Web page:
Of course, the problem with complex storytelling is Click here to continue reading »”3 Storytelling Elements That Successfully Drive Change”

Building Relationships Across Cultures In Today’s World

A look at navigating the complexities of fostering networks and relationships across different cultures around the world.

The following is a guest piece by Michael Landers.

The power and importance of building relationships with others is something that’s seems to be universally understood by people from all cultures. Our web of relations creates the foundation for our lives as social creatures, no matter what culture we come from.

However, the way that we establish and expand this web of relations can vary from culture to culture. And even within a particular culture, people may network differently depending on whether or not they are doing it for work (and what kind of work they do), or to cultivate relations with friends or within other kinds of communities. Networking is a nuanced game, and it can be challenging for an outsider to learn all the subtleties of networking within another culture.

Think about why you would want to add someone to your network. In many cultures, connections are often made to accomplish a specific task, like finding a babysitter or candidates for a job. Sometimes it’s because the person has a particular expertise that is relevant to our own work, personal interests, or communities. These connections are often established—and set aside— fairly quickly, requiring little maintenance.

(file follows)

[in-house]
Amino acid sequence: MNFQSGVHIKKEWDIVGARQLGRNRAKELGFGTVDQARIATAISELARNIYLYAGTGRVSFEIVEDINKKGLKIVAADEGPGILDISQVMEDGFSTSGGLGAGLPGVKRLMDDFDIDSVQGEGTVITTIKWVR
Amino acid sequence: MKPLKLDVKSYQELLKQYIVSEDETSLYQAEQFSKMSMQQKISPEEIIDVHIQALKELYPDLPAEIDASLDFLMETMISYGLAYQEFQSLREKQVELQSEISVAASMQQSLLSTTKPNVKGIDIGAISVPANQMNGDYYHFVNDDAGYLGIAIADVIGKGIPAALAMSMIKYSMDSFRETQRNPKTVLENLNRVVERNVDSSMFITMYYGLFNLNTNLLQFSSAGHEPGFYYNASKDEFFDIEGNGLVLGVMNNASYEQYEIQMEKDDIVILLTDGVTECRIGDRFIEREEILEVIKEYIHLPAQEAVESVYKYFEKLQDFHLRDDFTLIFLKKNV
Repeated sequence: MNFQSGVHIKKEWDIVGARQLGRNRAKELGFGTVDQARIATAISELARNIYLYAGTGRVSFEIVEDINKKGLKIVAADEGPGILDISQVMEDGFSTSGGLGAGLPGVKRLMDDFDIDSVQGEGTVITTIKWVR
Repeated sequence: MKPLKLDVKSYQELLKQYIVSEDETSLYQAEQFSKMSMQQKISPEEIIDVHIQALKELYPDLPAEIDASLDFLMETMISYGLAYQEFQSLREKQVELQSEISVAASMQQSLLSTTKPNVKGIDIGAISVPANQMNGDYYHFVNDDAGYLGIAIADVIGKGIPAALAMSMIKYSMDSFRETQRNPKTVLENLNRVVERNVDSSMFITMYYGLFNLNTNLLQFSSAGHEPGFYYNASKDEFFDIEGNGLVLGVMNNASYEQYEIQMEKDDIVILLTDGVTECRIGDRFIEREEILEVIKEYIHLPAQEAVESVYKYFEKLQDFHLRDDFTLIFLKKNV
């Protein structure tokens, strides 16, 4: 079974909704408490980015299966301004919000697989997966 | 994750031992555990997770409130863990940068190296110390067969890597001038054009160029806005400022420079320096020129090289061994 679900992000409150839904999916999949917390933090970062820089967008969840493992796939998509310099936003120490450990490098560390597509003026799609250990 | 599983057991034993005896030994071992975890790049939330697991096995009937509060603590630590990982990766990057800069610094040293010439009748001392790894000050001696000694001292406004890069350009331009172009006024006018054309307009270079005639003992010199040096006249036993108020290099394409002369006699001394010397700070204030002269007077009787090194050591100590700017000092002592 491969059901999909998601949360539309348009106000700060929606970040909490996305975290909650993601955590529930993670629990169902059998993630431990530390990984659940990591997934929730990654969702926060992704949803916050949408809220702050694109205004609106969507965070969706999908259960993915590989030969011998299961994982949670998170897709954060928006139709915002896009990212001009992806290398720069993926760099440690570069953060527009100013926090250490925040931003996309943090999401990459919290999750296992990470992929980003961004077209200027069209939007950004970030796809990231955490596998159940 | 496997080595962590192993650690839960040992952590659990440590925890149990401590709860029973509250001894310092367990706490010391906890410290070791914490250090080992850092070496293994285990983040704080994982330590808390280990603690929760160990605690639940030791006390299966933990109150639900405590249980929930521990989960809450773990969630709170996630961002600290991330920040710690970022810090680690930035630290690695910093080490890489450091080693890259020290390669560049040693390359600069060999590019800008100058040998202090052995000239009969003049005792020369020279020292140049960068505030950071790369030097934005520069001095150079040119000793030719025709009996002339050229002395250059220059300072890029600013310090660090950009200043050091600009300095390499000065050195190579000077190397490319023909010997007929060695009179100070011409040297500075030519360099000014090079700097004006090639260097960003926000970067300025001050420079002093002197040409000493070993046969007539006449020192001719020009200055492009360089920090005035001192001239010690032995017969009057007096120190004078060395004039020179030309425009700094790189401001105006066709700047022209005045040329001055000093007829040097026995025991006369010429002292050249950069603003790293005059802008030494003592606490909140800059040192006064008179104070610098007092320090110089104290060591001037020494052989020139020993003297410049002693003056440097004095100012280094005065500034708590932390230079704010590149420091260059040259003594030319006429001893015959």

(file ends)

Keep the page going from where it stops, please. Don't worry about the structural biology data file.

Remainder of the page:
In other cultures, you might be more likely to add someone to your network because of their group affiliations than for their individual expertise or achievements. The networking goal is more likely to be about developing deep and long-term strategic relationships than for completing short-term tasks.

In cultures where group dynamics are paramount, the process of building networks tends to be much more Click here to continue reading »”Building Relationships Across Cultures In Today’s World”